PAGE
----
The politics of knowledge from the late Renaissance to the early Enlightenment
The origins of the modern world can, and should, be traced to many different periods and places of human history. But the period between the late Renaissance and the early Enlightenment in Europe –what might be called the ‘long’ seventeenth century, between about 1575 and about 1725 –has a particular claim to the attention of those interested in the intellectual developments that made possible both the systematic investigation of culture, society, and belief, and also modern science and technology. This paper provides an opportunity to study some of the most important of these intellectual developments. The acquisition of knowledge in this period was often a highly controversial affair. Discoveries and innovations in one sphere–such as astronomy, for instance –often had important repercussions in others, as contemporary critics were sometimes quick to point out. Knowledge in this period therefore has an intellectual politics that is distinct both from the political history of the period, and also from developments in the history of political thought (both of which are well covered in other papers in the Tripos). The purpose of this paper is to explore this ‘politics of knowledge’: partly through the study of certain important general themes, and partly through a selection of key primary texts –and attacks upon them.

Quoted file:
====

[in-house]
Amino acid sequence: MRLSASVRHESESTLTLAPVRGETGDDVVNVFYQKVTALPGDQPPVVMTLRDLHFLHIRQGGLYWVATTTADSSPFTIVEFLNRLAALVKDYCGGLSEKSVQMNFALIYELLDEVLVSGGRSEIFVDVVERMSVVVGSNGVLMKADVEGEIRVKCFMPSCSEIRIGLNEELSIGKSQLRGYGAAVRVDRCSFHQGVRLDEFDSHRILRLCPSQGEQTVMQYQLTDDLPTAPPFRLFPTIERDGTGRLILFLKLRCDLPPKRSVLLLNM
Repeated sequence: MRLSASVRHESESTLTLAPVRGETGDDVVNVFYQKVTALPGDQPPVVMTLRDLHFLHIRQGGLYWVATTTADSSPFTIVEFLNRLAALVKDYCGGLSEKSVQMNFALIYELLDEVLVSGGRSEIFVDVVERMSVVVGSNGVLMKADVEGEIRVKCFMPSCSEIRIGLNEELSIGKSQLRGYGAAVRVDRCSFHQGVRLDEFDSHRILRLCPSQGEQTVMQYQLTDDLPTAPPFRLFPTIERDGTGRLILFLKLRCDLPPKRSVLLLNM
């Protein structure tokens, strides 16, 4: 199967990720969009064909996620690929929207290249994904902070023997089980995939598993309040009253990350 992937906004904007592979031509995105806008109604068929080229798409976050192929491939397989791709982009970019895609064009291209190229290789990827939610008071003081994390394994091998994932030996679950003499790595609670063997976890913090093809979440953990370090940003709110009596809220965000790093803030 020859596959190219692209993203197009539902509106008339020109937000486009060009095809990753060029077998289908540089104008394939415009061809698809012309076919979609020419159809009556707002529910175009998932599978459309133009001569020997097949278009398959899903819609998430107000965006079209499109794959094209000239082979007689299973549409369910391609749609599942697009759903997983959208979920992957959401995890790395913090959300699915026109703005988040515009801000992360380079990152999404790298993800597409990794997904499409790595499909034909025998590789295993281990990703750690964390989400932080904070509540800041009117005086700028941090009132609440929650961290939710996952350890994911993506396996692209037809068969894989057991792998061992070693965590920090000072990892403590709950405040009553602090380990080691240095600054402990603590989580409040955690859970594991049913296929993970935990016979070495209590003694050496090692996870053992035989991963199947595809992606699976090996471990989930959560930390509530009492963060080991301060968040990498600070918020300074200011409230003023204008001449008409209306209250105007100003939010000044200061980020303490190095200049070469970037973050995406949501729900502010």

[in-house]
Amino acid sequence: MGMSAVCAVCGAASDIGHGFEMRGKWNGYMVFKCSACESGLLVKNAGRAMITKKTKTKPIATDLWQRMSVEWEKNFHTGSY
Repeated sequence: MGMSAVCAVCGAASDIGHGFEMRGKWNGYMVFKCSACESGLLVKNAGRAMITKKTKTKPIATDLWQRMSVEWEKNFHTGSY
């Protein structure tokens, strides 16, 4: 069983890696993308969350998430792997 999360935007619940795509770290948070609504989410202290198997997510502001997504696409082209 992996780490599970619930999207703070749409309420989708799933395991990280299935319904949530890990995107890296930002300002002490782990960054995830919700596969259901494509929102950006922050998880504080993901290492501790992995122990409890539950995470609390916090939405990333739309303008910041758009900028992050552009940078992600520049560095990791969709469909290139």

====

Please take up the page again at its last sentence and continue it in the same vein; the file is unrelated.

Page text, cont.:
For further information please follow the link below.
Image: Painting by Maerten de Vos, ‘Allegory of the Seven Liberal Arts’ (1590)